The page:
"The patent system and the climate change challenge"

President Battistelli's keynote speech on clean energy technologies and IP at the DPMA in Munich on 22 July 2010  

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Minister,
President of the German Patent and Trade Mark Office,
Ladies and Gentlemen,

I feel very honoured to be here today to address this distinguished audience. I would particularly like to thank Mrs Rudloff-Schäffer for giving me the opportunity to share some thoughts on a topic of global importance in one of my first public speeches as President of the EPO. At the same time, I believe this is an excellent occasion for the inauguration of your new conference centre, on which I wish to congratulate the DPMA.

"Green technologies", the focus of this symposium, are rapidly becoming the pivotal issue in humanity's efforts to address climate change and the dramatic effects it could have for life on this planet. It is essential that, as representatives of the world of IP, we examine the role that intellectual property rights, and especially patents, can play in this context.

What makes the climate challenge so singular is that it is predicted to affect almost every aspect of human life. Virtually nobody and nothing can expect to escape the challenge, and there is no space for bystanders. The pressure on the world to act is increasing. It is already putting social sub-systems to the test, even ones that have enjoyed great success over a long period, such as the IP system. The issue is so big, and is likely to have repercussions for so long, that in the end only long-term strategies will stand a chance of succeeding. New technologies can provide relief only if the mindsets of people change as well. If my hypothesis is correct, I would dare to say that for any sub-system to survive, it must endorse and promote two vital dynamics: (i) co-operation and (ii) comprehensive thinking on a global scale.

Patents play an important role for climate change technologies, just as they do in all other technical fields - they provide incentives, first to create new products and processes and then to distribute them as widely as possible. This "virtuous cycle", however, has come under attack during controversial debates at the UN's climate change conference. This situation is very complex, since the issue of climate change is inevitably discussed against the backdrop of the global knowledge economy. As rapid development of new technologies becomes increasingly vital for our planet, the way codified knowledge is generated, appropriated, controlled and diffused becomes an ever greater source of concern and debate. There are many lines of conflict: how to reconcile national interests with global interests, competitiveness with co-operation, market share mentality with full participation of all stakeholders, and whether or not to allow negotiations among governments to take  precedence over privately controlled interests, such as patented technologies, to name but a few.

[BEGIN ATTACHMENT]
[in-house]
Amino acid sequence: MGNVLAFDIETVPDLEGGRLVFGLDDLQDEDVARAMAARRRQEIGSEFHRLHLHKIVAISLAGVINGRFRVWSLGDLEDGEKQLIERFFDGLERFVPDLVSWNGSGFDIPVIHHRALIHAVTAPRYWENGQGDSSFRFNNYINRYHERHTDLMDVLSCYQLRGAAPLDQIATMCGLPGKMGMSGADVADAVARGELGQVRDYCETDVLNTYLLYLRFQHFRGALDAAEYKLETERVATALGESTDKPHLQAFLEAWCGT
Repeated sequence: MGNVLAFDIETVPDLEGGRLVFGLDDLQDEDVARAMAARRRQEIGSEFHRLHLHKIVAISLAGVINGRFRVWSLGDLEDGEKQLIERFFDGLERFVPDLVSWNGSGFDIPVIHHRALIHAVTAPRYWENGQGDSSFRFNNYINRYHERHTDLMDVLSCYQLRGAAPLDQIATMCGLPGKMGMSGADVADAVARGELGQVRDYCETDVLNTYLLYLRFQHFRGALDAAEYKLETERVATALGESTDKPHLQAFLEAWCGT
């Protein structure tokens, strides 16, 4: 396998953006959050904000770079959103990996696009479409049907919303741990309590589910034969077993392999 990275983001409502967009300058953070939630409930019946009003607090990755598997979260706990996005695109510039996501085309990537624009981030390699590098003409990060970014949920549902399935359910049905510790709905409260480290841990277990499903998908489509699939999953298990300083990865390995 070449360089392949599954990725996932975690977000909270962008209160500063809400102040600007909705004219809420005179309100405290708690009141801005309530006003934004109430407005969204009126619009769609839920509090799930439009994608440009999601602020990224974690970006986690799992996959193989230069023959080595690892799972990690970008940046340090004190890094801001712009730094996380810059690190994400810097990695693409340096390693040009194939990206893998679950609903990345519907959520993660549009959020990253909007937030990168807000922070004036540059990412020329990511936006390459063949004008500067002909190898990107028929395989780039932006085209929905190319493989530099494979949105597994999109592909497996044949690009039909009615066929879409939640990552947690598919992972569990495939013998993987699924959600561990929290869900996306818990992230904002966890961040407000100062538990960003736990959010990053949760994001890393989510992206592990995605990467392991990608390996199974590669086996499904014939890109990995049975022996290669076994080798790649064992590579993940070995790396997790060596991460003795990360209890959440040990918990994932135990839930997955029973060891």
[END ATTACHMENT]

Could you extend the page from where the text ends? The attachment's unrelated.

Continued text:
For the patent system it may be necessary to revisit the basic patent social contract, its "raison d'être", which is contained in its very name. The word "patent" comes from the Latin verb patēre, which means to be open or accessible. The opposite of the adjective patent is latent, which comes from latēre meaning to lie hidden or escape notice. Ironically, many critics perceive this to be the consequence of the present patent system.

Moreover, there is a disturbing lack of governance controlling the interactions between the knowledge economy and the climate change sector. Given the gigantic inflow of private capital needed to develop green technologies over the coming decades, the patent system should be one of the supporting pillars of such governance. But some scholars and analysts are asking whether the rules of the current patent system are fit for the climate change era. Some suggest taking a fresh look at the "public order" provisions in patent law, such as Article 53(a) of the European Patent Convention, with a view to securing environmental compliance. Others want "licensing of rights" to be introduced for key technology platforms. A third suggestion is to establish a treaty allowing free access to basic sciences and technologies.

Meanwhile, in the negotiations at the UN climate change conference, much more radical proposals have been tabled. Although patents and other IP rights are not mentioned in the Copenhagen Accord, experts attending the UN conference maintain that patents have become the most polarised and controversial item on the agenda. In fact this is the only field where no progress has been achieved. On the contrary, as the battle lines are drawn up, there seem to be no zones of compromise between the growing number of black or white positions being taken.

The EPO first identified potential risks to the IP system posed by fallout from the climate change debate in 2006, during work on its "Scenarios for the Future" study, which was a long time before IP was seen elsewhere as even a mild indicator of trouble on the horizon. However, it soon became apparent that the issue was too complex for a single institution to handle on its own and that broader alliances would be necessary with organisations which have access to complementary expertise.